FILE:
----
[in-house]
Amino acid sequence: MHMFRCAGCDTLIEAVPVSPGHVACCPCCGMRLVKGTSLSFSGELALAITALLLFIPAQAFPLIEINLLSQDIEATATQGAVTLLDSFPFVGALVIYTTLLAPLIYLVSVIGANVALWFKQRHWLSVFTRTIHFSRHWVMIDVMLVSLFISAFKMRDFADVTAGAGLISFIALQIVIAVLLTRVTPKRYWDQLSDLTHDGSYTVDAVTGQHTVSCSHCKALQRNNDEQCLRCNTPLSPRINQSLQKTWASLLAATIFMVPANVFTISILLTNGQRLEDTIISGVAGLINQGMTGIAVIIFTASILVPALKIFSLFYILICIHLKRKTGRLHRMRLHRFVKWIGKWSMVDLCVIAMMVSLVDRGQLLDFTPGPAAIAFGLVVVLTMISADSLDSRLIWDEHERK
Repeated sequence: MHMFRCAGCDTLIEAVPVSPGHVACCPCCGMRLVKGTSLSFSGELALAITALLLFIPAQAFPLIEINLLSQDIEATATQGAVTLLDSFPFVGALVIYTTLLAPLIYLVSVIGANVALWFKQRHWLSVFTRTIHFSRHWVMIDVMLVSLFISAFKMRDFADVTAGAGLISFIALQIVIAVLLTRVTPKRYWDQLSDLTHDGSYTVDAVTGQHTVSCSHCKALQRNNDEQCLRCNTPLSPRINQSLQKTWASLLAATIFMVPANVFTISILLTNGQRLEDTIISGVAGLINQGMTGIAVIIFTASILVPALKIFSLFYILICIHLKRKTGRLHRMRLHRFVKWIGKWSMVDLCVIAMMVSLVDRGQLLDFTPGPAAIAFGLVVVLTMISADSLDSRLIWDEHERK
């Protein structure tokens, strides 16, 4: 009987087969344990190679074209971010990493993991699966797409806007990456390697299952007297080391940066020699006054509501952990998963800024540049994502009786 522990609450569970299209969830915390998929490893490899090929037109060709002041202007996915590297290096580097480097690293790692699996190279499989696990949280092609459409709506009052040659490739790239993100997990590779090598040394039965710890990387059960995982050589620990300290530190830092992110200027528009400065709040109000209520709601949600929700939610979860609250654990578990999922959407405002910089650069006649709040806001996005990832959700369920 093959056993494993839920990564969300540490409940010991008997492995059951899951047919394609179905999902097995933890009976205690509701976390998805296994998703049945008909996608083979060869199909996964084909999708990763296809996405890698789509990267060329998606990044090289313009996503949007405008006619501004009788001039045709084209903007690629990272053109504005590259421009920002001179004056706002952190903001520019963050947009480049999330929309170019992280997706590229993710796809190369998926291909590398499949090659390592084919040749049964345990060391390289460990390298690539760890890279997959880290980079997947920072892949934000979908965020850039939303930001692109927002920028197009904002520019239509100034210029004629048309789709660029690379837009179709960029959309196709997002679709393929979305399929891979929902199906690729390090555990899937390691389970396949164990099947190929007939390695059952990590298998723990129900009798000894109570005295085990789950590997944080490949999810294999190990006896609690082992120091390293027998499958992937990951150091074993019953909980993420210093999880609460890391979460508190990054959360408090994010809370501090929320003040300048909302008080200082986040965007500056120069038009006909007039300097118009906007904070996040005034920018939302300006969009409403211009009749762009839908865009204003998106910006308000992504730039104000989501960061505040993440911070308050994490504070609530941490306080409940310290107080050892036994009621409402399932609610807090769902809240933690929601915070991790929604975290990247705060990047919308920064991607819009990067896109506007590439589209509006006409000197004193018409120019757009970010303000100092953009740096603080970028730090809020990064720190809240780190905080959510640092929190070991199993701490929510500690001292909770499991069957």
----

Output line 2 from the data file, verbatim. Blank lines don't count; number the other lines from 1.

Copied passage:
Amino acid sequence: MHMFRCAGCDTLIEAVPVSPGHVACCPCCGMRLVKGTSLSFSGELALAITALLLFIPAQAFPLIEINLLSQDIEATATQGAVTLLDSFPFVGALVIYTTLLAPLIYLVSVIGANVALWFKQRHWLSVFTRTIHFSRHWVMIDVMLVSLFISAFKMRDFADVTAGAGLISFIALQIVIAVLLTRVTPKRYWDQLSDLTHDGSYTVDAVTGQHTVSCSHCKALQRNNDEQCLRCNTPLSPRINQSLQKTWASLLAATIFMVPANVFTISILLTNGQRLEDTIISGVAGLINQGMTGIAVIIFTASILVPALKIFSLFYILICIHLKRKTGRLHRMRLHRFVKWIGKWSMVDLCVIAMMVSLVDRGQLLDFTPGPAAIAFGLVVVLTMISADSLDSRLIWDEHERK